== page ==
The Slovenia Times

Safety concerns prompt end of energy saving at motorways

Wet conditions on a motorway heading toward Ljubljana.
Photo: Daniel Novakovič/STA

After turning the lights off on some motorway sections nearly three months ago to save on energy costs, Slovenia's national motorway company (DARS) has switched the lights back on, finding the safety risks to be too big.

DARS shut off lights on slip roads and along open sections of motorways where this is possible under law in late October. The measure was to reduce the company's annual electricity consumption by 10% and save it some €700,000.

More than 60% of lights along those roads were shut off and the rest of the lighting in tunnels, at motorway junctions, intersections with physically separated lanes, and rest stops was adapted to the minimum required standards.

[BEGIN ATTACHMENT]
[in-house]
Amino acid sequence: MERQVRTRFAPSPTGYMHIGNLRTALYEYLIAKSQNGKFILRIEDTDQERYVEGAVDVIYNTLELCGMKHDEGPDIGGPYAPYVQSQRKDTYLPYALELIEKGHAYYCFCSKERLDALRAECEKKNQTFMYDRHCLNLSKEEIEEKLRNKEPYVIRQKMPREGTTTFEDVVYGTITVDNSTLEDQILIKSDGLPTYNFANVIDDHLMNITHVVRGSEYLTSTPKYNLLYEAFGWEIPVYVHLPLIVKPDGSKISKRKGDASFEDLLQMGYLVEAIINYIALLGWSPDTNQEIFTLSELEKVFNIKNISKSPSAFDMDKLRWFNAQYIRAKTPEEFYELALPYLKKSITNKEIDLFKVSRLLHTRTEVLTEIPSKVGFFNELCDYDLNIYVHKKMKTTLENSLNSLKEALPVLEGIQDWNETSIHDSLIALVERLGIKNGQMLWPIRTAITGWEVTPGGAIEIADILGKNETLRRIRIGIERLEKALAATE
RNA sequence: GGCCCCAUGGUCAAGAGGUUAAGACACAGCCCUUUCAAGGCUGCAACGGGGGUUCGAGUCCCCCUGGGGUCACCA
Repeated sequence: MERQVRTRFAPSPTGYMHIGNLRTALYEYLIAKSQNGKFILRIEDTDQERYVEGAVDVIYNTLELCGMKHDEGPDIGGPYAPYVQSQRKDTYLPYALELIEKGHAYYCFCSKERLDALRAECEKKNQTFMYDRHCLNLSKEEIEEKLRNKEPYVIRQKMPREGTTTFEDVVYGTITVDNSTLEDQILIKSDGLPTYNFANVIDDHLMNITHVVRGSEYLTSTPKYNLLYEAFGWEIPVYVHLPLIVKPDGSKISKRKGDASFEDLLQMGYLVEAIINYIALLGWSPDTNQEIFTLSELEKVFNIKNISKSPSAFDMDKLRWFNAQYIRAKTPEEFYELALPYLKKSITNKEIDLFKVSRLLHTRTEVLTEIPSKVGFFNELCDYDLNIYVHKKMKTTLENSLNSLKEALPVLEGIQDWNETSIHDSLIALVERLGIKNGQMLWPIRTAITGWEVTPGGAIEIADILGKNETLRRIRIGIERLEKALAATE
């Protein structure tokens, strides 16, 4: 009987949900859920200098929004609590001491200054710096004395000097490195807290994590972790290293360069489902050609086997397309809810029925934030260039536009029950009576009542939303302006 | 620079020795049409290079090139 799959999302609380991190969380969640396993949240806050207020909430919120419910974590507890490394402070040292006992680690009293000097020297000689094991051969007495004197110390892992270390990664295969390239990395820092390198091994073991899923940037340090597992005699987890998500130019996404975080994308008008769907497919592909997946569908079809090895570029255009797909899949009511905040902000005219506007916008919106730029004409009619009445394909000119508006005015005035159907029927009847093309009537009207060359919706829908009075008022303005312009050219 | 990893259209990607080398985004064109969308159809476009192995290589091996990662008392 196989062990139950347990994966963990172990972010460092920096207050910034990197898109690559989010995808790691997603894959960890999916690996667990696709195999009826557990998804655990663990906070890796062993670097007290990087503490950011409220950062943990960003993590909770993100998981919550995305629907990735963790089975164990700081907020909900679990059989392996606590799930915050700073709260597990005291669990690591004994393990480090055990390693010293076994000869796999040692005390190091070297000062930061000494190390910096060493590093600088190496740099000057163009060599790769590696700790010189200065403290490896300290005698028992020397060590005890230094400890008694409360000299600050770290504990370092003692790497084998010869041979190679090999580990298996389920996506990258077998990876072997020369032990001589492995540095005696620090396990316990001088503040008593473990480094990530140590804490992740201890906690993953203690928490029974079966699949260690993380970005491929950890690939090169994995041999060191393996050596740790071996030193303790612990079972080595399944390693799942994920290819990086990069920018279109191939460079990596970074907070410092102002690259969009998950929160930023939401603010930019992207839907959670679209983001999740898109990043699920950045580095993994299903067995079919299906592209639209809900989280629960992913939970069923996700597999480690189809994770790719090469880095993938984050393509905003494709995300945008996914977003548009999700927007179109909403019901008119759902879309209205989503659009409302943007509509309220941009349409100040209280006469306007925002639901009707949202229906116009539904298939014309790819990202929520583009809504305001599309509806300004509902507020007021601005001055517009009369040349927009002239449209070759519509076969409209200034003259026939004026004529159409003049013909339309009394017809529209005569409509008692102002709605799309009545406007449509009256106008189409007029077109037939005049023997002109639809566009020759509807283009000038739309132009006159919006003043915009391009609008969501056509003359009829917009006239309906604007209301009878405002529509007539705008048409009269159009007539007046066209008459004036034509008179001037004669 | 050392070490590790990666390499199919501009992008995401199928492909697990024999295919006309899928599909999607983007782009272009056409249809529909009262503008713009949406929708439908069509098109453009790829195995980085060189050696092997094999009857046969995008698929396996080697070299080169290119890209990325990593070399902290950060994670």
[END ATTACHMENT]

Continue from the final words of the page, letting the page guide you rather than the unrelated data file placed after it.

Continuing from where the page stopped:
Already at the time the Slovenian Automobile and Motorcycle Association (AMZS) warned that the potential risks of such cost saving measure were too great.

Their concerns have proved to be justified. The commercial broadcaster POP TV reported earlier this week that several angry drivers complained to DARS that they nearly missed the motorway exit because it was too dark.

The AMZS, the Traffic Safety Agency and some other institutions called on DARS in early January to put all the motorway lights back on. The AMZS said motorways claimed more lives last year than in the years before, so there should be no experimenting with lights there.

Infrastructure Minister Bojan Kumer acknowledged the situation now was different from what it was in October when Slovenia's largest two power plants were offline and there was uncertainty of how companies and households would get through winter.

DARS is now determined to make savings in other ways, including by switching to LED lighting.


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